North Korea anniversary parade
People pass by soldiers and their vehicles lined up on banks of Taedong River before the start of a parade celebrating the 70th anniversary of the founding of its ruling Workers' Party of Korea, in Pyongyang, North Korea, Oct. 10, 2015. Reuters/Damir Sagolj

North Korea marked the 70th anniversary of the ruling Workers' Party with what is believed to be its largest ever official celebration Saturday. The event saw thousands of troops, military vehicles and missiles paraded through Pyongyang's main Kim Il-sung Square.

The country's supreme leader, Kim Jong Un, marked the anniversary by paying respects to his late father and grandfather, both of whom led the party and the country during their time. In an address at the event, he said the country was prepared for a military conflict with the United States.

"The party's revolutionary armament means we are ready to fight any kind of war waged by the U.S. imperialists," Kim said, according to a BBC report.

Overseas defense and military analysts will likely be closely scrutinizing the display of North Korea's military equipment, particularly its long-range missiles and drone aircraft.

The scale of the parade was already apparent from satellite images taken four days before, which showed a sprawling training ground in Pyongyang featuring some 800 tents, 700 trucks and 200 armored vehicles, according to Agence France-Presse.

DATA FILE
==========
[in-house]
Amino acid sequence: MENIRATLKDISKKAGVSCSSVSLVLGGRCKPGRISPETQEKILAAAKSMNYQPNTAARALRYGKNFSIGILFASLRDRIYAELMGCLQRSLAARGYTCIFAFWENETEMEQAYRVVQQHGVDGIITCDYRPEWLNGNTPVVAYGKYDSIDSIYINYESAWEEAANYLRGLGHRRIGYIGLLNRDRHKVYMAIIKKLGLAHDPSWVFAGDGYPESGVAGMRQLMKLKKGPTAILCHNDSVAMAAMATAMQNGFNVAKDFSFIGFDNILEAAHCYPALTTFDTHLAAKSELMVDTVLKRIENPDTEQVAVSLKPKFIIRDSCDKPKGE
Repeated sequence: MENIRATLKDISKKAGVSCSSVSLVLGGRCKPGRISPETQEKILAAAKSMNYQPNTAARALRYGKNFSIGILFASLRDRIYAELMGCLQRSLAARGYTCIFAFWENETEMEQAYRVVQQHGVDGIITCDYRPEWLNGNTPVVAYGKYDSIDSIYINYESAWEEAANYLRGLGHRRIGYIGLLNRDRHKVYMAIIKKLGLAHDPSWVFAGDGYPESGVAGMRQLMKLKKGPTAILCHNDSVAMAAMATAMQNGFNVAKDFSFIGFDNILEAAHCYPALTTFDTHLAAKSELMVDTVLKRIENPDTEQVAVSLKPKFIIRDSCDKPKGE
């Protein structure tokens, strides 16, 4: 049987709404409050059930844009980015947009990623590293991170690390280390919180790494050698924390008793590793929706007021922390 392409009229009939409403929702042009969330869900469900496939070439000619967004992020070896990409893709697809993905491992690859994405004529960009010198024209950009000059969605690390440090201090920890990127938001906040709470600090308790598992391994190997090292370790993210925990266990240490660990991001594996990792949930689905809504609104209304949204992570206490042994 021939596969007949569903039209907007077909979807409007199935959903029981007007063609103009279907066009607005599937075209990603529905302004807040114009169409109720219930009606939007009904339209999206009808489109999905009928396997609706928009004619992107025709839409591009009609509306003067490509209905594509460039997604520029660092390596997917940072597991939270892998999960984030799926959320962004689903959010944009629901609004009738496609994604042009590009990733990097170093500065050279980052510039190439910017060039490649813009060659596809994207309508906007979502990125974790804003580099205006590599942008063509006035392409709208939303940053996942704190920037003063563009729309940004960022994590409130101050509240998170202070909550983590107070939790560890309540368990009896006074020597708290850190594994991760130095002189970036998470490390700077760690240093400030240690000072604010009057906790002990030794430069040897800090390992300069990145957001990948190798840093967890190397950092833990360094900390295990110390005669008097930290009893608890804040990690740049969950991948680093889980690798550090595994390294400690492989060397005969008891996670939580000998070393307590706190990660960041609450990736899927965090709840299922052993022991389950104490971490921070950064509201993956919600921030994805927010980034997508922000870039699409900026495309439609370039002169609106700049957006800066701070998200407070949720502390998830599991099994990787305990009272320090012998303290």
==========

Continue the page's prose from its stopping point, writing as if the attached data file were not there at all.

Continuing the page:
While tourists and foreign media, both of whom are normally subject to extremely stringent restrictions, have been invited into the country to cover the event, foreign leaders have not come with them. The only overseas dignitary in attendance Saturday was Liu Yunshan, a senior member of China's ruling Communist Party.

Chinese President Xi Jinping sent a letter to Kim to mark the occasion, which said that China wanted to strengthen ties with the reclusive state, which is subject to international sanctions as a result of its nuclear weapons program.

"The Chinese side is willing to seek closer communication and deepen cooperation, pushing for a long-term, healthy and stable development of the Sino-DPRK ties," Xi said in the letter cited by Xinhua News Agency, referring to North Korea by its official name, the Democratic People's Republic of Korea.

Liu reiterated China's position that it wanted an early resumption of the so-called six-party talks aimed at reining in North Korea's nuclear ambitions, Reuters reported.